The first step is to contact the certifying organization in your area. In WNC, for example, it’s the Green Building Council. We hold HBH orientation classes every other month for builders, designers, homeowners, and anyone else interested in learning about the program. The idea here is for the project to be conceived in the context of HBH from the beginning. At this stage, the checklist is basically a design aide. Once a project is far enough along in the design process, the architect or builder meets with us to go over the checklist and register the project. We review the plans, makes suggestions, and help in any way we can. The next step is to hire a certified home energy rater. The rater will perform a computer energy model to determine the theoretical performance of the planned building. This step is designed not only to determine where the building will fall within the rating system but to identify possible changes to the design that will allow improvements in the building’s efficiency. Once the house is under construction, the energy rater will perform three onsite inspections (framing/HVAC, insulation, and final). After the inspections, project documentation is turned in to us. We check over it and then send it to the state for final certification. The homeowner then receives official certification and a variety of documentation including a list of their house’s “green” features, performance statistics including energy efficiency, money savings, and pollution averted, all in comparison to the present norm.

Personally, I think the real stroke of genius in the HBH program is that it is built on Energy Star, an inspection-based federal program. The Energy Star inspector was already going to the site to inspect for a variety of thermal efficiency issues, so why not get them to check on other building features at the same time? The result is a robust program that produces real building improvement at a very reasonable price.

Of course I agree. Our fees for administering a project are very low and are based on the size of the building. The fee for a building less than 1,200 square feet is only $100 and it goes up from there to $500 for anything over 6,000 square feet. Energy raters usually charge something like 30 cents per square foot of building with a minimum charge. The whole process runs between$750 and $1,500.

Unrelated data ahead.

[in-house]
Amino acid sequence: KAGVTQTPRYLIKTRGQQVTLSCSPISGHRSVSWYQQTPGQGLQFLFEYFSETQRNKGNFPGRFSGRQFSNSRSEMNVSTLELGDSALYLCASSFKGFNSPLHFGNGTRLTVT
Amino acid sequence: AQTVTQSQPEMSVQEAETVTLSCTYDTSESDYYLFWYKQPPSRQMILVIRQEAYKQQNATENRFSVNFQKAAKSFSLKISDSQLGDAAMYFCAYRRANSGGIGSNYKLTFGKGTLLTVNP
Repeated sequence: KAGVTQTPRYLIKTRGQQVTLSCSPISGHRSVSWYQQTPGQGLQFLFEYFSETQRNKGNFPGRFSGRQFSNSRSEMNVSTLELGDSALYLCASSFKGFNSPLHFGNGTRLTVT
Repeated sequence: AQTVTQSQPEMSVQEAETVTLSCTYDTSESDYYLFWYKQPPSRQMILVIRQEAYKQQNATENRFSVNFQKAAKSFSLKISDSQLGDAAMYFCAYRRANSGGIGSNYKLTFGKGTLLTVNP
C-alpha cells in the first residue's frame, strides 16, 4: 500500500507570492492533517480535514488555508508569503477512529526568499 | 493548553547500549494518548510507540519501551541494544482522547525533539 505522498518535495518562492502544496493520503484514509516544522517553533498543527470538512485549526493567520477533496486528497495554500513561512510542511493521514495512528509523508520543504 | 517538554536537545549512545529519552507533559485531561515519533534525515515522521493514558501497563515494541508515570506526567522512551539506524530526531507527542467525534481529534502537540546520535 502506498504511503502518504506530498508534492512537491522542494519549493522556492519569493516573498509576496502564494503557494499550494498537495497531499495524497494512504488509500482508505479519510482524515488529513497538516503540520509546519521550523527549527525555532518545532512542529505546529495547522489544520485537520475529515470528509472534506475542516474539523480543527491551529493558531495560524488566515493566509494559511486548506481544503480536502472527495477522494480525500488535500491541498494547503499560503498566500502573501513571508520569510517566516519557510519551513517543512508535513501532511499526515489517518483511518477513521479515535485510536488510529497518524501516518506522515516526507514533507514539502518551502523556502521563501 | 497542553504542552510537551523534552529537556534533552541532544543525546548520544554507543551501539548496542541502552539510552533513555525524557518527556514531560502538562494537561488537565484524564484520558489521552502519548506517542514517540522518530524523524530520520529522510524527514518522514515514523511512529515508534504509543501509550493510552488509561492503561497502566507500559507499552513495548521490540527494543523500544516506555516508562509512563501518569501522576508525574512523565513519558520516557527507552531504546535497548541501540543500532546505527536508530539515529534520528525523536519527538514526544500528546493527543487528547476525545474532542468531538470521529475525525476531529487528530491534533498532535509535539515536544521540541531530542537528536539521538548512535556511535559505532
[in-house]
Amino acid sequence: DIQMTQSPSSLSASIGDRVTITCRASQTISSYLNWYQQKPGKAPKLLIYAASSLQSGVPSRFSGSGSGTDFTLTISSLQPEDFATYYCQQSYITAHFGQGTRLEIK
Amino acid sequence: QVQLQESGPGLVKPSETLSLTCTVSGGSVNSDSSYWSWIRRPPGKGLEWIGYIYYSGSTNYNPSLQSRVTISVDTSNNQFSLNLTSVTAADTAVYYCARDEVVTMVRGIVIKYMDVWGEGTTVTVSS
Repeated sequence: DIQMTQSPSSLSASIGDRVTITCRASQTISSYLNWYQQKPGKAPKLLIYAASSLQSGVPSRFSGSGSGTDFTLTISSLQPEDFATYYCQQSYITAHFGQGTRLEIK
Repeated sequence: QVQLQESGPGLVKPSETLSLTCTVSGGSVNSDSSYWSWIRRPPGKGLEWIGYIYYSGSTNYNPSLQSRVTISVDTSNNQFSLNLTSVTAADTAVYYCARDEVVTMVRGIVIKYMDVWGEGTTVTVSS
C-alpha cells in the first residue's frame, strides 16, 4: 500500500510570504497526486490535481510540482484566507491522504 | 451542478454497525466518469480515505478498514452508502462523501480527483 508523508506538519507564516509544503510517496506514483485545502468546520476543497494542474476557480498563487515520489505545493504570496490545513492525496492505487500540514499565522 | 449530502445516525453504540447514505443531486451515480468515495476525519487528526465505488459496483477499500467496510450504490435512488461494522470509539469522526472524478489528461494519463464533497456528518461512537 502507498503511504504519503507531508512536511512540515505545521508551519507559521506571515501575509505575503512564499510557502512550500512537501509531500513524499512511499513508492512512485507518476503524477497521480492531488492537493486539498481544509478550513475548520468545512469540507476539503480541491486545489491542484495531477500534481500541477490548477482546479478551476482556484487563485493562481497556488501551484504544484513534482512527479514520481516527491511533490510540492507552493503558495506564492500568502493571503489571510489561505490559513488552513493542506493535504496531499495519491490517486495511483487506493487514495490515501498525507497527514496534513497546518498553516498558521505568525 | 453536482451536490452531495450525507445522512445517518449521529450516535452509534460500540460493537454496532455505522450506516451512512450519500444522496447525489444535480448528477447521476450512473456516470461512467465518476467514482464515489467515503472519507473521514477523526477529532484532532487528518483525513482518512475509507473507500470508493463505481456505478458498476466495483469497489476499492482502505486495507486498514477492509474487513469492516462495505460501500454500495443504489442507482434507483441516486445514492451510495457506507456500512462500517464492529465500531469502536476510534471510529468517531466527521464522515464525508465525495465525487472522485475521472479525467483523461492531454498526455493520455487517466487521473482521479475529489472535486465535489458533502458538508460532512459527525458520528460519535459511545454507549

From my point of view, though, tabulating fees isn’t a good measure of the cost of certification. Since many of the HBH improvements will save you money over time, the question really is can you afford not to get certified. Increased energy efficiency means lower energy bills, less maintenance means fewer repair bills, and better indoor air quality means fewer doctor bills. In fact, some power companies offer discounts on your monthly bill for HBH certification, so the payback can start immediately

I know that you’re biased, but do you think the program is a success? How would you improve it?

We’ve worked hard on this program and accomplished a lot in a short time. The number of certified and registered buildings is growing at an impressive rate. One thing that I’ve noticed that really excites me is that first time HBH contractors almost always improve their certification level on their second project. For example, from certified on the first home, to bronze or silver on the second. Since we see our role primarily as educational, that statistic alone seems to me like a great measure of success. Our goal isn’t simply to certify homes, we want to be part of building a sustainable industry. We are setting up a system and then letting it loose for market driven businesses to take it where it needs to go. I think it’s working. Of course, we can always improve. I’d like for us to update the checklist even more often. I’d like to increase our educational outreach. I really think that every new home should be enrolled in the program. It just makes sense. I think that the strength of the green building movement is that there is something in it for everyone. Environmentalism is often perceived as forcing people to give something up. Involvement in HBH creates the opposite result. The homeowner gets a better house, the builder gets a certified product that is easier to sell, and we all get the benefits of reduced pollution and better natural resource management. It’s win, win, and win some more.

To learn more about the Healthy Built Home program, contact the WNCGBC:

Phone: 828.254.1995



For more info on EarthCraft, contact South Face Energy Institute:

Phone: 404.872.3549